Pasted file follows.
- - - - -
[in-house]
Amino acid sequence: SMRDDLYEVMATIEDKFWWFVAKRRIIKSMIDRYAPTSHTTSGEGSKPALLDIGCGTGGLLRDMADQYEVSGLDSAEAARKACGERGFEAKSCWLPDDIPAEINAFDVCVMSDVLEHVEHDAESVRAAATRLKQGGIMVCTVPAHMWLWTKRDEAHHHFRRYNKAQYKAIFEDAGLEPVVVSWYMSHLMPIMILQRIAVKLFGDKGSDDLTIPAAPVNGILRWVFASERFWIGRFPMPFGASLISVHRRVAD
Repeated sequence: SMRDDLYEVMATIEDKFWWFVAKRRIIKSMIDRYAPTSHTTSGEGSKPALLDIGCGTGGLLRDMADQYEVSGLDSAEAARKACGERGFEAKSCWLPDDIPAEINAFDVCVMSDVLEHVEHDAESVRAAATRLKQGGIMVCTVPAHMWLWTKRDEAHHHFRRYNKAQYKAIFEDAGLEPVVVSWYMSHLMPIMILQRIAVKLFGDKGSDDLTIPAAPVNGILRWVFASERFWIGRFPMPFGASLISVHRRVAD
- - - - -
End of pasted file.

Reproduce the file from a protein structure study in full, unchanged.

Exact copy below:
[in-house]
Amino acid sequence: SMRDDLYEVMATIEDKFWWFVAKRRIIKSMIDRYAPTSHTTSGEGSKPALLDIGCGTGGLLRDMADQYEVSGLDSAEAARKACGERGFEAKSCWLPDDIPAEINAFDVCVMSDVLEHVEHDAESVRAAATRLKQGGIMVCTVPAHMWLWTKRDEAHHHFRRYNKAQYKAIFEDAGLEPVVVSWYMSHLMPIMILQRIAVKLFGDKGSDDLTIPAAPVNGILRWVFASERFWIGRFPMPFGASLISVHRRVAD
Repeated sequence: SMRDDLYEVMATIEDKFWWFVAKRRIIKSMIDRYAPTSHTTSGEGSKPALLDIGCGTGGLLRDMADQYEVSGLDSAEAARKACGERGFEAKSCWLPDDIPAEINAFDVCVMSDVLEHVEHDAESVRAAATRLKQGGIMVCTVPAHMWLWTKRDEAHHHFRRYNKAQYKAIFEDAGLEPVVVSWYMSHLMPIMILQRIAVKLFGDKGSDDLTIPAAPVNGILRWVFASERFWIGRFPMPFGASLISVHRRVAD